Christians don’t like to consider the possibility of a “third testament”, as thought of by Joachim de Flore. Was Christ’s testament only a stage in history before something else, and no longer “new and eternal”? Nothing can be eternal or “everlasting” in this world under the determinism of time and change. We can ask the questions even if we never get the answers outside conventional orthodoxy. The Church body I belong to could not allow me to promote Gnosticism and the “French” version of Modernism, but we should know about both, read with an open mind and keep them on the back burner. Berdyaev once said that had Gnosticism won the day, Christianity could never have become a “religion for all” and would not have survived more than a couple of centuries. A certain influence and open-mindedness can only be a good thing. It is a little like spice in food – a little can enhance the dish greatly. To much and it burns our throat out like a vindaloo from a cheap curry joint!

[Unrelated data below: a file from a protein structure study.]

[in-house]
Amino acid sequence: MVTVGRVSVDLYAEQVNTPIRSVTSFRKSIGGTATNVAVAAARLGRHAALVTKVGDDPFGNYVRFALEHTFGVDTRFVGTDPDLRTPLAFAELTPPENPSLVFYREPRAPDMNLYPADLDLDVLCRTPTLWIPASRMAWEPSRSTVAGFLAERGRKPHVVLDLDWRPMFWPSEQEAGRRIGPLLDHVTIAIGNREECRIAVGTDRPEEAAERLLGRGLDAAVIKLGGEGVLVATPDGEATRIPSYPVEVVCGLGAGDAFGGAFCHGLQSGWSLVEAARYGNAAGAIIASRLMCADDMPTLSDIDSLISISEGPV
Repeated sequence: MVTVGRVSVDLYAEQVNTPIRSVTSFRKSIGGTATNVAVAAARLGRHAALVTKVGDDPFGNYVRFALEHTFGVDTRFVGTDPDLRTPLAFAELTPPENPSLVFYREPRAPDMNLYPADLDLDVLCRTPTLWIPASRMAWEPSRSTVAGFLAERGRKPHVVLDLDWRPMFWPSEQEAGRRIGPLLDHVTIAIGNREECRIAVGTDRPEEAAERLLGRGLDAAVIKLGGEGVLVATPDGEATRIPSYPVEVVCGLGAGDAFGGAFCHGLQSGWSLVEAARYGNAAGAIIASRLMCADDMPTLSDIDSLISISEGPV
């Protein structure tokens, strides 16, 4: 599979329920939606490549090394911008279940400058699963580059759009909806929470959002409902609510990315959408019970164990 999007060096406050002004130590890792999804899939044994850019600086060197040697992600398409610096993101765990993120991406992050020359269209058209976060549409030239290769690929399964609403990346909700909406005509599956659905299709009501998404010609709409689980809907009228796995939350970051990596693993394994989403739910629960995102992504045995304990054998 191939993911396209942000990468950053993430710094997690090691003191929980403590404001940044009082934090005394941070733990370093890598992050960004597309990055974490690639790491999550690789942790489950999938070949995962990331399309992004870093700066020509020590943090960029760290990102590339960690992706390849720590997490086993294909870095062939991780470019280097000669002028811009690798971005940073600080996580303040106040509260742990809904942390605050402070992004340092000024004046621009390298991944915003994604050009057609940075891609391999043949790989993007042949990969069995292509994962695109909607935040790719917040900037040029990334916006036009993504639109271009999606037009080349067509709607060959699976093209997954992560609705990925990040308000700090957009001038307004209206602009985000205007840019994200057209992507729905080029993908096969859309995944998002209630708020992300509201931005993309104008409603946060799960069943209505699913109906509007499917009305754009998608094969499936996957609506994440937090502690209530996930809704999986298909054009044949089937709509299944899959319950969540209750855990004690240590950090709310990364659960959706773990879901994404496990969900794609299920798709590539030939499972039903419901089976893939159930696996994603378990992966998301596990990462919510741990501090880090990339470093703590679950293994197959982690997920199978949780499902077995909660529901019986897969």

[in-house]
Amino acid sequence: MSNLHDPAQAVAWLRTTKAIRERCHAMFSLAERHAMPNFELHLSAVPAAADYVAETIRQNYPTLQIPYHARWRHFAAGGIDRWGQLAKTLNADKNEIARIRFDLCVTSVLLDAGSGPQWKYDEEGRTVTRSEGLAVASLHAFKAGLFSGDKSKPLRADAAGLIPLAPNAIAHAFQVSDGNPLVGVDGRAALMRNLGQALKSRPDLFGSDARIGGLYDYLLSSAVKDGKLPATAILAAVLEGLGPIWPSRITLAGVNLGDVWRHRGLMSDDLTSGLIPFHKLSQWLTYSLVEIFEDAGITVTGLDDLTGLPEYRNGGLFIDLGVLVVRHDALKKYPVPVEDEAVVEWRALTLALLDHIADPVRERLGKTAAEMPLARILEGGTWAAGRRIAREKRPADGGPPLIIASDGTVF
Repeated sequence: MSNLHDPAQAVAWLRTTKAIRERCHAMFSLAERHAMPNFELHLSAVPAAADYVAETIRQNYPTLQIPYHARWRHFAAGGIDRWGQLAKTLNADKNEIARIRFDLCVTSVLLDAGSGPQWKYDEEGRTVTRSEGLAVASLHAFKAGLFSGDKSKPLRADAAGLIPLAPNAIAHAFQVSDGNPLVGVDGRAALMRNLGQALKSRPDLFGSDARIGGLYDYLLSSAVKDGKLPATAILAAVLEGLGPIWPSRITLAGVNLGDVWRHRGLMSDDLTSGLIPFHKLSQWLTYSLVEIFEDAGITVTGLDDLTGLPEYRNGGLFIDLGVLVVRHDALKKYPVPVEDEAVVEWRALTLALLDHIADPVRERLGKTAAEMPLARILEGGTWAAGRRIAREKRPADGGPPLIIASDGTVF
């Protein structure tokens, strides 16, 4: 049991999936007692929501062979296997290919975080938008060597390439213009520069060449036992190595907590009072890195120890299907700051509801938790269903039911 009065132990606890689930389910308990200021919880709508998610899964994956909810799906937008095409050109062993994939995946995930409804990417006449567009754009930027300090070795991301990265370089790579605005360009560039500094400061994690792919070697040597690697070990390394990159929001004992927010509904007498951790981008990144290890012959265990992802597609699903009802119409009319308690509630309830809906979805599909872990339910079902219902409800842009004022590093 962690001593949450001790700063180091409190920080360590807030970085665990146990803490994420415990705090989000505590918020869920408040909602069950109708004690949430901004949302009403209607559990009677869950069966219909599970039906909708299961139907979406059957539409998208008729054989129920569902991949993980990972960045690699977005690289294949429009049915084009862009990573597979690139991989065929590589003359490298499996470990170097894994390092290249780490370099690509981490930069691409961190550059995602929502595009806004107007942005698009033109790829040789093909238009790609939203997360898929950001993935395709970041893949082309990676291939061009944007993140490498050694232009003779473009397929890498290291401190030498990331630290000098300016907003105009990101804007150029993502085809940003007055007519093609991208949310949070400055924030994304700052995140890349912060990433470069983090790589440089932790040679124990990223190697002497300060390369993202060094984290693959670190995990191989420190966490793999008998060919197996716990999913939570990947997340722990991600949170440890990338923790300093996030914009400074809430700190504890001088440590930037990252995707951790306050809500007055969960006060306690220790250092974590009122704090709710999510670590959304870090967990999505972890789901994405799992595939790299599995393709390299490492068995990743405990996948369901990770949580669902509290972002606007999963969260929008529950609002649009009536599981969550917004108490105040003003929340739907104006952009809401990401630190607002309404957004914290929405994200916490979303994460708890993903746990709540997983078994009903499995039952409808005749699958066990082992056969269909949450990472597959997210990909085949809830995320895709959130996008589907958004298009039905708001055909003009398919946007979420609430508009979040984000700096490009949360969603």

Many of us have the impression that church Christianity is like a garment we have grown out of. I still find shirts in my drawers I was very fond of twenty years ago – but I can’t put them on. It is heart-rending to throw them away or give them to a charity shop if they are still in good condition. For what it is, the Church teaches truth and wisdom, but the world of ideas (to use Plato’s term) is much greater. I am impressed about the way scientists specialised in quantum physics are discovering the immortality of the soul and a “multiverse” that is beyond our earthly experience. I come back to my analogy of the radio that receives one frequency at a time, whilst waves of all frequencies are out there and all simultaneously. We don’t know they are there until a radio tunes in to one of them. There is something fantastic waiting to be discovered – transcendence, something wonderful, a true dies natalis.